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Subject: Re: [boost] What would make tool authors happier..
From: Robert Ramey (ramey_at_[hidden])
Date: 2015-06-03 18:46:30

On 6/3/15 2:21 PM, Rene Rivera wrote:

> No matter how bright anyone is an automated approach, as above, can't
> account for human nature. In particular your approach..
> First misses the following test directories (ones that are currently listed
> for testing): libs/concept_check,

Doesn't have a test directory


Hmmm - I wouldn't expect that to get tested. I have that directory in
the serialization library and it never gets tested even though it
includes a Jamfile.v2
> libs/core/test/swap,

Hmm core includes a Jamfile.v2 I'm not sure why that wouldn't get test

libs/disjoint_sets, libs/dynamic_bitset,
> libs/hash/test/extra, libs/interprocess/example, libs/move/example,
> libs/regex/example, libs/static_assert, libs/unordered/test/unordered,
> libs/unordered/test/exception, libs/wave/test/build.
> Second it adds the following not to be tested (maybe.. as we don't really
> know the intent of the authors) directories: libs/chrono/stopwatches/test,
> libs/compute/test (this looks like a true missing tested lib but I can't be
> sure without asking the compute author), libs/config/test/link/test,
> libs/filesystem/example/test, libs/functional/hash/test (I'm shacking my
> fist towards the functional authors!), libs/gil/io/test,
> libs/gil/numeric/test, libs/gil/toolbox/test.
> And oh how painful it was to visually have to compare two large lists of
> test dirs to discover manually that information!

well, maybe I'm just buying your argument that library authors must
adhere to some reasonable conventions if they want to get their stuff
tested. I think that's your original point. You pointed out as an
example the multi-level directory in numeric. I guess that mislead me.

Sooooo - I'm going to support your contention that it's totally
reasonable and indeed necessary that library authors adhere to some
reasonable conventions if they want thier libraries to build and test in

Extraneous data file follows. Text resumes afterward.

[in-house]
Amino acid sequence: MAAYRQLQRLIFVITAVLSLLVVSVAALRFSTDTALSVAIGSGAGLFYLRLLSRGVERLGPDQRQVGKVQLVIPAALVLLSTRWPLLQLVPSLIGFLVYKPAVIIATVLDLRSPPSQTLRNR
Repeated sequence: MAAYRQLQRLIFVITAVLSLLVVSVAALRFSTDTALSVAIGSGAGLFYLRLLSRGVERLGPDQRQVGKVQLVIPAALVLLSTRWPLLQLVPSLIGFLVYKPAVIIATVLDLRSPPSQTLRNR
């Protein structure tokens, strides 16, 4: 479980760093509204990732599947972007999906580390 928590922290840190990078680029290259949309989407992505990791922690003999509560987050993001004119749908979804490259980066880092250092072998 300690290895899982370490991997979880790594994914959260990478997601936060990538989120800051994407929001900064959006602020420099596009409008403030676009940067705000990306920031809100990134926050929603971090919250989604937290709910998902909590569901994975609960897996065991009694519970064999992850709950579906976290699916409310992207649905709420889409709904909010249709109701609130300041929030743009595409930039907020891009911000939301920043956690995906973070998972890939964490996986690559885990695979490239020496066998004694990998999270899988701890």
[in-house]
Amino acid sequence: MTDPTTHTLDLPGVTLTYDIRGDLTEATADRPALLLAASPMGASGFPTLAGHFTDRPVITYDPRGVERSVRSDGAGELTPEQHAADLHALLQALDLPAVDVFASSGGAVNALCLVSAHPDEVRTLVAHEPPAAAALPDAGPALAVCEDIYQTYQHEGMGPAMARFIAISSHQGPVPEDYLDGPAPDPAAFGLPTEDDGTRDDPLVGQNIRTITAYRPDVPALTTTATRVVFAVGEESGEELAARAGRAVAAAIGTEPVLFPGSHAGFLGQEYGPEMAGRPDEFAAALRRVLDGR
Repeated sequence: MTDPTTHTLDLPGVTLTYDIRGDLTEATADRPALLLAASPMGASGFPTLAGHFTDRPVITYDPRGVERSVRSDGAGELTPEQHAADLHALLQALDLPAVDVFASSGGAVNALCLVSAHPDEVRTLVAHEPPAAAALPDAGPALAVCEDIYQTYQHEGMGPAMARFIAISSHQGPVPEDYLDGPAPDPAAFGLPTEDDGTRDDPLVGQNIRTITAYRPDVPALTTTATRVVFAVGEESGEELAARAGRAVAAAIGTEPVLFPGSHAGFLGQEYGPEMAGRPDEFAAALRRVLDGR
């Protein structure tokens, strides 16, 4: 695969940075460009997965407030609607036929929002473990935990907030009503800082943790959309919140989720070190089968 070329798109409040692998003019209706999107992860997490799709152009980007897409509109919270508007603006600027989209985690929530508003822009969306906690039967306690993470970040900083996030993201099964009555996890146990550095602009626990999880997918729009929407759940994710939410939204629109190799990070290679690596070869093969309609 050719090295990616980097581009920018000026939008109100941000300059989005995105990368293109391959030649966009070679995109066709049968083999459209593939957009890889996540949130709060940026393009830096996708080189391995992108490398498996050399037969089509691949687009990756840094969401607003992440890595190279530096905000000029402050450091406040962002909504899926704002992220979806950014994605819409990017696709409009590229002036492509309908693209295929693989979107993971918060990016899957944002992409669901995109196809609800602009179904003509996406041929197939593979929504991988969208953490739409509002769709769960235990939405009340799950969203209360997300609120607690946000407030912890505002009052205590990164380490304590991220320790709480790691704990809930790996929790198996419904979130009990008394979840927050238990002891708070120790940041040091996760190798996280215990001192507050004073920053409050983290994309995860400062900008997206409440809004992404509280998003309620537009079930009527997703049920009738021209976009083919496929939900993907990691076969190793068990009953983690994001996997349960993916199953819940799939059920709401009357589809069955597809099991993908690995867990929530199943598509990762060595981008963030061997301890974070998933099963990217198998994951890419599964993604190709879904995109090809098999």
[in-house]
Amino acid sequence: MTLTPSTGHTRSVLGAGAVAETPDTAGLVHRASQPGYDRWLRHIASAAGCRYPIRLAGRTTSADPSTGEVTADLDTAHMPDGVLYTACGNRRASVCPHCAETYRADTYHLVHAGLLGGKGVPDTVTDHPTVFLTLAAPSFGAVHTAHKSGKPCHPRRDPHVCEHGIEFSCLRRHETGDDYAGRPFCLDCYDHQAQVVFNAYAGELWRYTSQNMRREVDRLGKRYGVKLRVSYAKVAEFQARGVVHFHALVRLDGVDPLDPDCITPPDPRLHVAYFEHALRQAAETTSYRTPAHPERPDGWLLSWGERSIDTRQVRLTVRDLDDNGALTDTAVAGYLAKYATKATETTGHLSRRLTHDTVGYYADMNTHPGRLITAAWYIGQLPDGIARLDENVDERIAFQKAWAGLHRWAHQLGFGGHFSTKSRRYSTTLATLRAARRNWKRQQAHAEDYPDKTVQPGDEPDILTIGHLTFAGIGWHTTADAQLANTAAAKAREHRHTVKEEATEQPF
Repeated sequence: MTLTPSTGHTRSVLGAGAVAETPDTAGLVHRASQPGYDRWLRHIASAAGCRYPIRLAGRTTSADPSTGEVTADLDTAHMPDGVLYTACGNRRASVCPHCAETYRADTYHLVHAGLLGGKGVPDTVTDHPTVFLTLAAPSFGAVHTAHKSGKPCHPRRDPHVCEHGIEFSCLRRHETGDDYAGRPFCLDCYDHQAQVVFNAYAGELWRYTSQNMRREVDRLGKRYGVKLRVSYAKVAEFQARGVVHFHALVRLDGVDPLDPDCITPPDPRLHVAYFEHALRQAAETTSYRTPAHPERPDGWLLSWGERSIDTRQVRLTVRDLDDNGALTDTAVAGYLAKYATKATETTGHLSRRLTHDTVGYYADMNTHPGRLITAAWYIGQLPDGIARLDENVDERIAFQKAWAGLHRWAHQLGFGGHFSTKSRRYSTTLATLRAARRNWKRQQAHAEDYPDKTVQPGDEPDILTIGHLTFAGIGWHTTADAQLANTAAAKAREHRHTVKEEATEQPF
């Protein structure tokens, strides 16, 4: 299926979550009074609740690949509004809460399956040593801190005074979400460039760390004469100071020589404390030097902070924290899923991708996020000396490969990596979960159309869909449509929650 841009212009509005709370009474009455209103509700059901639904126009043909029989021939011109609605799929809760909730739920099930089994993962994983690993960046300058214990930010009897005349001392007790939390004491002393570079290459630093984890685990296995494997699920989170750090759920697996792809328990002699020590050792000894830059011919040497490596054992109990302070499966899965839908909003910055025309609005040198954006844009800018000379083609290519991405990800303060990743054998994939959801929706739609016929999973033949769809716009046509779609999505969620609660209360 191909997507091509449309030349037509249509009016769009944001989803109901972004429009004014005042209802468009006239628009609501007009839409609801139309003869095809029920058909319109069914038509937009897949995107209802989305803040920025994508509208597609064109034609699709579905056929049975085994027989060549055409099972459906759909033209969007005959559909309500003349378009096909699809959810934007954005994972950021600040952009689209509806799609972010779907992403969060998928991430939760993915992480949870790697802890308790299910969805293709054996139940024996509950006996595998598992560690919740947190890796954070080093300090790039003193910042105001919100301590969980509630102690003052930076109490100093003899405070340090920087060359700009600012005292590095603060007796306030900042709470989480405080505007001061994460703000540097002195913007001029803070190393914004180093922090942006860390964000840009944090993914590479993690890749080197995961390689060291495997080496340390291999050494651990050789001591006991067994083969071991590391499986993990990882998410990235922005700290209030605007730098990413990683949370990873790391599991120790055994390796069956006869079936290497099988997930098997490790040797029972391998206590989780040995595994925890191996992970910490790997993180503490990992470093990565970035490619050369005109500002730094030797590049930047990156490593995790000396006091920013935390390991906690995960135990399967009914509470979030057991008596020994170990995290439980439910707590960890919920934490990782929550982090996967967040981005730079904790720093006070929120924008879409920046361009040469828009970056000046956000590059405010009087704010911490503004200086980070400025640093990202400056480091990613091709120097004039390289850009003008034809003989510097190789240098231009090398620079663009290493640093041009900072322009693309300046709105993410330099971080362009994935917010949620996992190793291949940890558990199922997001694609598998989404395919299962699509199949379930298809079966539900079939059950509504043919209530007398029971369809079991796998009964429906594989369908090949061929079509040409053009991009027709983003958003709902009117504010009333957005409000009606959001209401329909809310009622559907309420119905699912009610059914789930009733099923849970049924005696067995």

boost. All we have to do is agree on these conventions. Here's my
starting point:

Libraries should have the following directories with jamfiles in them


Libraries can be nested if they adhere to the above convention.

... add your own list here

So we can agree on that. (I think).

Now I've got another issue. Why can't we just run the local testing
setup and upload the results somewhere. Right now I'd like users to be
able to run b2 in the directories which interest them, and upload
summary test results to a server which would display them. This would
mean that testing would be much more widespread.

The current system requires that one download a python script which ...
does what? it looks like it downloads a large number of other python
scripts which then do a whole bunch of other stuff. My view is that
this is and always has been misguided.

a) It's too complex
b) too hard to understand and maintain.
c) isn't usable for the casual user
d) requires a large amount of resources by the test
e) which he can't figure out in advance
f) and does a lot of unknown stuff.

Wouldn't be much easier to do something like the following:

a) pick a library
b) run b2
c) run process jam log
d) run X which walks the tree and produces a pair of files - like
library_status does.
e) ftp the files to "someplace"
f) the reporting system would consolidate the results and display them.

This would be much more flexible and easier. It would be much easier to
maintain as well.

Of course this is somewhat speculative as it's not clear to me how the
python scripts work and it's not clear how to see them without actually
running the tests myself.

I've been very happy with this whole system for many years.

Robert Ramey

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